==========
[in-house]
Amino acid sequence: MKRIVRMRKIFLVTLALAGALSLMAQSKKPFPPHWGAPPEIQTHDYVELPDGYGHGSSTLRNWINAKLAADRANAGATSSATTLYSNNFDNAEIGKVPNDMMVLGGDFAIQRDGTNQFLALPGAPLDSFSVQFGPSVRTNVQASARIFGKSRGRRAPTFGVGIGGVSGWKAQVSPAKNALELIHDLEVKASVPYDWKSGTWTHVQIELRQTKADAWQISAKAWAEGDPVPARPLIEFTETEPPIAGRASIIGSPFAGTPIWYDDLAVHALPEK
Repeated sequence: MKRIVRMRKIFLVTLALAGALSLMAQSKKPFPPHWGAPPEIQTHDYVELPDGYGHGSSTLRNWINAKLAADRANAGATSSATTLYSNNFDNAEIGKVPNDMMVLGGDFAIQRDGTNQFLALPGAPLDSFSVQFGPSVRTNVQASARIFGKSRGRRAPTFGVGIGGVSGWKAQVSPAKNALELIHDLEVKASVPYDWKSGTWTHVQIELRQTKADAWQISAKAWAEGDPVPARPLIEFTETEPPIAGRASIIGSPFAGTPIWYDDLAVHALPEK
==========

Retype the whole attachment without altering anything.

[in-house]
Amino acid sequence: MKRIVRMRKIFLVTLALAGALSLMAQSKKPFPPHWGAPPEIQTHDYVELPDGYGHGSSTLRNWINAKLAADRANAGATSSATTLYSNNFDNAEIGKVPNDMMVLGGDFAIQRDGTNQFLALPGAPLDSFSVQFGPSVRTNVQASARIFGKSRGRRAPTFGVGIGGVSGWKAQVSPAKNALELIHDLEVKASVPYDWKSGTWTHVQIELRQTKADAWQISAKAWAEGDPVPARPLIEFTETEPPIAGRASIIGSPFAGTPIWYDDLAVHALPEK
Repeated sequence: MKRIVRMRKIFLVTLALAGALSLMAQSKKPFPPHWGAPPEIQTHDYVELPDGYGHGSSTLRNWINAKLAADRANAGATSSATTLYSNNFDNAEIGKVPNDMMVLGGDFAIQRDGTNQFLALPGAPLDSFSVQFGPSVRTNVQASARIFGKSRGRRAPTFGVGIGGVSGWKAQVSPAKNALELIHDLEVKASVPYDWKSGTWTHVQIELRQTKADAWQISAKAWAEGDPVPARPLIEFTETEPPIAGRASIIGSPFAGTPIWYDDLAVHALPEK